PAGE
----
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Nurturing Your Nature: The Benefits of Playing Outdoors

August 30, 2017

Adults frequently say, “Go play outside,” to their children without fully realizing the benefits that can come from outdoor play and getting dirty. Digging into dirt can have significant physical health benefits. Exposure to a range of bacteria is essential to human health and building up immunity, especially in children. Luckily there’s a fast-track solution for anyone seeking to get out of hyper-sanitized environments: soil! A single teaspoon of rich garden soil contains more than 1 billion bacteria. Let them dig. They might get messy and dirty, and the bathwater at the end of the day might turn brown. But their little bodies will be that much more dynamic with exposure to microbes.

Practicing mindfulness can spur mental benefits akin to practicing meditation. An easy place to take a moment and notice your surroundings with fresh eyes lies out your front door. The natural world – from varying weather patterns, to different seasons, to insects and small creatures – offers an endless canvas of opportunities to observe. In turn, the act of putting your full attention towards something, or being mindful, is linked to reducing anxiety and improving cognition.

Here are some concrete ideas for encouraging more outdoor play. I’ve listed them in a crescendo of age-appropriate activities based on experiences with my two-year-old and the older neighborhood children. Some can be done in a moment; others will play out over time.

• LOOK: Pick up a big rock and look underneath for bugs. Watch as they curl up in fright, and then slowly relax as they feel safe. Marvel at their antennae and imagine the information they are receiving. Touch the slimy snails, hold the wriggling worms, and let the last ladybug of the season climb to the tip of your finger, and fly. Wonder at their worlds.

• SPLASH: Don your rain boots and stomp in rain puddles. Bend down and watch closely as the raindrops hit the surface of the water. Look up and feel each drop hit your skin.

• COUNT: Be still and count how many insects and animals you see.

• PLAY: Romp. Roll. Tumble. Try a cartwheel. Use your body to move, hop over rocks.

• DIG: Dig holes. As a bonus, plant some bulbs. The fall is the unsung gardening hero season to put little goodies in the ground that will delight come spring.

• CREATE ART: As a corollary to planting bulbs, make a map of your property and mark and color in where you’ve planted the bulbs with the appropriate colors. Come spring, watch as these bulbs come up and compare with the map. Talk about the temperature of the soil, and how these flowers are like thermometers for the soil “popping” up as the earth warms up. Remember to put a “north” arrow on your map.

• EXPERIMENT: Put a ½”-layer of compost on half of your lawn (or mark out a section of it with some string). Rake it out and add water, letting the compost settle into the soil. After a few weeks, compare the grass in areas with compost with non-amended grass. How does the ground feel (harder or softer)? How does the color compare (darker or lighter green)? What other differences do you notice?

• ADD COMPOST: If you don’t want to subject your lawn to a science experiment (see “EXPERIMENT” above) and would prefer to add compost to the whole area, go for it. Take this as an opportunity to do a real-world math problem with your child that involves measuring, converting inches to feet, calculating the total volume, and then dividing by 27 to figure out how many cubic yards are needed (there are 27 cubic feet in a cubic yard, and bulk compost is sold by the cubic yard). If you need guidance on these calculations, head over to:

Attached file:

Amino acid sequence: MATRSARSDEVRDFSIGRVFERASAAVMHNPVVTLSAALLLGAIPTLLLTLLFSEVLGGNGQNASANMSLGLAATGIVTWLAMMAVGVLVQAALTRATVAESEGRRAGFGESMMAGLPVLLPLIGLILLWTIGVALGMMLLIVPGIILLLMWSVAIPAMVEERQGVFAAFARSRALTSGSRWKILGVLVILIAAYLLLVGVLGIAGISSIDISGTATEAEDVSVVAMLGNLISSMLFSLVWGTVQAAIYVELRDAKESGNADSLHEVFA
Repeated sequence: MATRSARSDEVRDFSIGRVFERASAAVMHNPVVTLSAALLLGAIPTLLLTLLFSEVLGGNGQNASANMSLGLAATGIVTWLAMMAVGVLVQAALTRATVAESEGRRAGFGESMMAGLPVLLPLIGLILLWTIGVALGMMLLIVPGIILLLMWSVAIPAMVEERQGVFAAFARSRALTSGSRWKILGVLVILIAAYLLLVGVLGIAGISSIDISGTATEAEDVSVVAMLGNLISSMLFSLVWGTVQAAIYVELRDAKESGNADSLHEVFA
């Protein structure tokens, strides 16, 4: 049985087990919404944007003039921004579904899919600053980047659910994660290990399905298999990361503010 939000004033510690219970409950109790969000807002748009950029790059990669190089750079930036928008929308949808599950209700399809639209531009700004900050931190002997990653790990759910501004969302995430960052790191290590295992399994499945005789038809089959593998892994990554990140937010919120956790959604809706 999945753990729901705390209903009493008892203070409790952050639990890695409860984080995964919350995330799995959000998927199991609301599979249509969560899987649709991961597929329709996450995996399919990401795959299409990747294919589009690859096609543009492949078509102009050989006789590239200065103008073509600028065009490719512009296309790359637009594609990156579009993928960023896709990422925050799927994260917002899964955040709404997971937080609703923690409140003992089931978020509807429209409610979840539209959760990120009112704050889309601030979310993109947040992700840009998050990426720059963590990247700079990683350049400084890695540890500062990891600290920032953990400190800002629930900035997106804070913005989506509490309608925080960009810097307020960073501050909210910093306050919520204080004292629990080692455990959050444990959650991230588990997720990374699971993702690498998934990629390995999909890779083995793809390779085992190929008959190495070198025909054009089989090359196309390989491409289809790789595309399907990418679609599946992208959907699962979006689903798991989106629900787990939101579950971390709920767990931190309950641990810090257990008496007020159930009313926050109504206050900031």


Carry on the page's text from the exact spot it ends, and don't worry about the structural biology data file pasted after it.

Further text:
• SPREAD MULCH: Mulch is like a magic carpet. It looks great right away. Over the long term, it helps suppress weeds, keeps temperatures steady, and slowly releases nutrients into the soil as the mulch breaks down. Plus shoveling and spreading mulch is a great workout: shoveling mulch burns between 300-430 calories per hour depending on the pace. Note: for best results, remove weeds beforehand, then add a 1”-2” layer of mulch. Come spring you’ll just need a touchup layer.

• UNPLUG: Let outdoor work and play be a “phone free” time. If you can, leave your phone inside and let that space be spent truly paying attention to nature, your kids, and your local environment. Those text messages and emails and social media posts can wait an hour. Bonus: During your time away from it, notice how frequently your hand involuntarily reaches for your device.

Connecticut residents have an additional unseen benefit when romping and rolling on public grassy areas: almost 20 years ago Connecticut’s legislature passed a law (P.A. 09-56) banning lawn care pesticide applications on the grounds of day care centers, elementary and middle schools. In addition, many homeowners are trending towards natural lawn care practices, such as overseeding, aeration, adjusting mowing heights, and adding yearly topdressings of compost. It’s nice to feel safe and green on grass.

Next time you say, “Go outside and play,” you can be more concrete about digging in and getting dirty. And you can be confident that their little bodies and brains are benefiting from outdoor play.

Meredith Sorensen is the Director of Communication for Harvest, a company creating a more sustainable future by turning organic materials into locally consumed products that are good for the environment. Harvest New England provides top quality soils, mulches and custom blends in Connecticut in our Fairfield, Farmington, Ellington, and Wallingford locations, and can be found at:

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